What follows will not only introduce “On Marxist Thought,” contextualize it, and provide the beginnings of a close reading, but will also attempt to reconstruct Althusser’s own theoretical development from the ground up.
Not only was the later Marx distinct from the earlier one, but he operated in an entirely different problematic that had nothing to do with the one which had ensnared him in his youth.
In short, at some point in 1845, Marx broke with his ideological past by founding an entirely new science, complete with its own principles, logic, and language, just as the ideological morass of alchemy became the science of chemistry, or astrology became astronomy.
These early works of Althusser cannot be understood outside the political history of Marxist theory.
A new political conjuncture had emerged after Nikita Khrushchev’s 1956 speech condemning the “personality cult,” initiating a process of “de-Stalinization” which would not only fail to destroy the bureaucracy, but would also turn the militant currents lingering from the Resistance towards social-democratic compromise.
Even voices of dissent within and outside the Party, from Henri Lefebvre to Cornelius Castoriadis, would attempt to work out their opposition within the theoretical categories also embraced by the reformist leadership.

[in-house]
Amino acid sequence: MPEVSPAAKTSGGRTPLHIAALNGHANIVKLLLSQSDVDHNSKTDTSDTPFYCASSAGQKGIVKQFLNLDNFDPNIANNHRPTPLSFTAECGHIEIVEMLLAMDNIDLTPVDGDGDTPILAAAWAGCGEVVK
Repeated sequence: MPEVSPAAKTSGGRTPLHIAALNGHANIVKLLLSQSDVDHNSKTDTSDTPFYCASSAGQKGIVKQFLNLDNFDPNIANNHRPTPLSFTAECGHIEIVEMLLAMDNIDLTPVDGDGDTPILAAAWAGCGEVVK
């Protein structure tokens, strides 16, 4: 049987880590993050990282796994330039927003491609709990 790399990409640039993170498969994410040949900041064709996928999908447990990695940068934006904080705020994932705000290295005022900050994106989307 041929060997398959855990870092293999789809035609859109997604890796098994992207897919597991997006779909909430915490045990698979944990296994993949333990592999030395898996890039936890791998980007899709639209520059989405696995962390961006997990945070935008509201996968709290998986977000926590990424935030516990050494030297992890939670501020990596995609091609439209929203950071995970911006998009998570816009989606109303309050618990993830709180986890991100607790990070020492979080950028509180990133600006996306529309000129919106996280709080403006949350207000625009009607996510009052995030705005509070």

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For Althusser, this was the danger of the dissent that had started as “a vital reaction against the mechanicism and economism of the Second International,” a reaction with “real historical merits”: like de-Stalinization in politics, it would channel revolutionary currents towards the Right by way of philosophy, as evidenced by the PCF’s “‘rightist’ misappropriation of a historical reaction which then had the force of a protest that was revolutionary in spirit.” So he set about a reinterpretation of the entire pre-existing tradition, attempting a critique that broke with the whole ideology, both the positivist philosophy of nature and Hegelian subjectivism.
Though Marx’s 1844 had been published in 1932, they had gone largely unnoticed until now, when they were avidly taken up by the Communist Parties.
In the French Communist Party (PCF), this was represented in a dramatic extreme by the “official philosopher” Roger Garaudy.
The Second International, oriented by Kautsky and Plekhanov and grounded in Engels’s , developed a form of dialectical and historical materialism that viewed history as an evolutionary process driven by technological development, which would ultimately result in socialism.
Despite its attempt to pass itself off as a scientific philosophy of nature against Hegelian idealism, the teleology of the Second International, which would eventually be reproduced by the Third, actually represented an impoverished Hegel.